Going ‘back to work’ is mildly terrifying and we probably need to talk about it more

A bit of background: I’m a coach.  I ran my own business for 8 years or so, combining high level corporate coaching with personal coaching.  Heart-warming, cup-filling work which made a difference to people and earned me a good living.  I loved it in so many ways, but as my firstborn reminded me, loudly and clearly when he arrived, it wasn’t ALL of me. The way I wanted to mother him (gently, attached, consciously) didn’t sit as easily alongside the work as I’d imagined it would.  After almost 2 years of juggling work and family I chose to take a career break.  It was hard to shut down what I’d worked so hard on and I cried over it, but it was also so right for us then and I have never regretted it for even one second. Another son and 5 years later, we have all felt the benefit. I am changed because I allowed motherhood to change me – I’m pretty sure it was supposed to – and I’m happier and more whole than I’ve ever been.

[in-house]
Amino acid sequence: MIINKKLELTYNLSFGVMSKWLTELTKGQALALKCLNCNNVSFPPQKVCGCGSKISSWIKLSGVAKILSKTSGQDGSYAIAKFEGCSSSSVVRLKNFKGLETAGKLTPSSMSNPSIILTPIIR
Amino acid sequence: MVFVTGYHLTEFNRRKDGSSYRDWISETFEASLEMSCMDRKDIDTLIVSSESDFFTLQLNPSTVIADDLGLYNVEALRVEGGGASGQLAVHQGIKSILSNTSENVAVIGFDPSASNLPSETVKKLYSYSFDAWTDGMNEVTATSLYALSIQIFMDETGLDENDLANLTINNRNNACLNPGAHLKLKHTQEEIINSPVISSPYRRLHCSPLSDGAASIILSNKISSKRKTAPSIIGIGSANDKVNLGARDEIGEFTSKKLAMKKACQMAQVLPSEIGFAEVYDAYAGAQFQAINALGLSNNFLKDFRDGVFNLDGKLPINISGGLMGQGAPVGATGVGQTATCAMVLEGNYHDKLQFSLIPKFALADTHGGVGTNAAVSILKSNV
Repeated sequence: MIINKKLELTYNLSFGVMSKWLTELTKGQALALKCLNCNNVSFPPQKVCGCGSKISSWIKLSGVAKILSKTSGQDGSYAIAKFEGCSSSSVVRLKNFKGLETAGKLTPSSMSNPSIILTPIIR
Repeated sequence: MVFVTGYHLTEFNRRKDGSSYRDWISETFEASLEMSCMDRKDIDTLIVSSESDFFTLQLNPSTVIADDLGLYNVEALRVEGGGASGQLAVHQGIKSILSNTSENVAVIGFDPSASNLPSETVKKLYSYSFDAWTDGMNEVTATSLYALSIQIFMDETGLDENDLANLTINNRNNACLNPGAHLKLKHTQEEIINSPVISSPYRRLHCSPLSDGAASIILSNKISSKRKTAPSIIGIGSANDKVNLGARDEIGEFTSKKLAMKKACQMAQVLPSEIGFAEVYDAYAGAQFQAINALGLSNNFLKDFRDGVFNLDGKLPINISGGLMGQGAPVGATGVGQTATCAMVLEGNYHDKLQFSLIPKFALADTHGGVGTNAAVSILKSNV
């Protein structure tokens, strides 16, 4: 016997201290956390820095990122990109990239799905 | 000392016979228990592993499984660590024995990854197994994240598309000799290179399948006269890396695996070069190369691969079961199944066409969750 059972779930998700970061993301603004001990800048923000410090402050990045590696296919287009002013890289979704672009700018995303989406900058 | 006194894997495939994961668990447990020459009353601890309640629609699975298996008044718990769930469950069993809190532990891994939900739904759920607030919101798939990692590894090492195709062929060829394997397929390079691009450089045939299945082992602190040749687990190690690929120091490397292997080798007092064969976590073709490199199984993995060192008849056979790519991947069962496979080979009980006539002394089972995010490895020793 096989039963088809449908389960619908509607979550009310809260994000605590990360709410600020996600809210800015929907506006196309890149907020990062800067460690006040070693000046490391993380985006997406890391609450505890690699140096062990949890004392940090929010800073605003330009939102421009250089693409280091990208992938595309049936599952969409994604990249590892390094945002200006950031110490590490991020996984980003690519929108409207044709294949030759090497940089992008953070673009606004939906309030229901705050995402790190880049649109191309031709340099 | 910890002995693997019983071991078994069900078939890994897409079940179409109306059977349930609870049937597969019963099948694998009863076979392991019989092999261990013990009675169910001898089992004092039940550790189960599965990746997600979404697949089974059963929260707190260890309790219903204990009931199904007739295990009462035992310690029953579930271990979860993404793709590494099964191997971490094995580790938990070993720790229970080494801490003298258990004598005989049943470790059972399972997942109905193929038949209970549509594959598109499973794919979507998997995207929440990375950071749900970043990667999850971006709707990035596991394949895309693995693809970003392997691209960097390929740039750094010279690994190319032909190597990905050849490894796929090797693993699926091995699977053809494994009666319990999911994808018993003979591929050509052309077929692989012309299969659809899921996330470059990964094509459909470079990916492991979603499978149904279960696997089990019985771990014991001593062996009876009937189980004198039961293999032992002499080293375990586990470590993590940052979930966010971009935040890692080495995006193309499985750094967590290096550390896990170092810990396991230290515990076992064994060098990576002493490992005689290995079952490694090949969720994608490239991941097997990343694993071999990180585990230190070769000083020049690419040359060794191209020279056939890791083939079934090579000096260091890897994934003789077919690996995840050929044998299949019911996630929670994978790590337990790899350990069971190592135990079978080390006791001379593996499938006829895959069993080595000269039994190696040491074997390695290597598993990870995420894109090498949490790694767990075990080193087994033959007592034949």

Still, while it’s been the very best thing to have had a chunk of years to be all about mothering (and I’m so grateful this was even a possibility for us), it wasn’t intended to be a forever choice.  I always knew I’d journey back to work when it felt right and that call has been coming through.

So a journey back to work is on the cards, but, in fact, forwards rather than back.  Because there is no going back, I don’t believe. Not for me.  Intense experience changes us and while we can go back and put our old career back on like a suit, I’m not convinced that it always fits as well as it used to. At least, that’s how I’m feeling. And it’s ok to ask, ‘well, who am I these days and what do I give from where I stand now?’.

The answer has been a work in progress for a year or two. A hazy sense of knowing it wasn’t ‘this’ and it wasn’t ‘there’ but it might be ‘this’, perhaps with a bit of ‘that’. Foggy, unclear ideas and feelings; coded messages from my heart to my mind that took a while to decipher. But I’ve gone with it and I have an answer. I have a thing I’m going to do.

It’s not completely new – kind of an evolved version of what I did before combined with a heap of new stuff.  It has threads that speak to every piece of meaningful work I’ve ever done.  It’s a response to a wonder I’ve long held.  It’s for people I would gladly spend my life upholding because I believe in their awesomeness (it’s for Mums).

It feels important. It’s everything I want to do work-wise right now. And it’s really quite scary!

Because it’s big and we don’t talk about this ‘back to work’ stuff enough.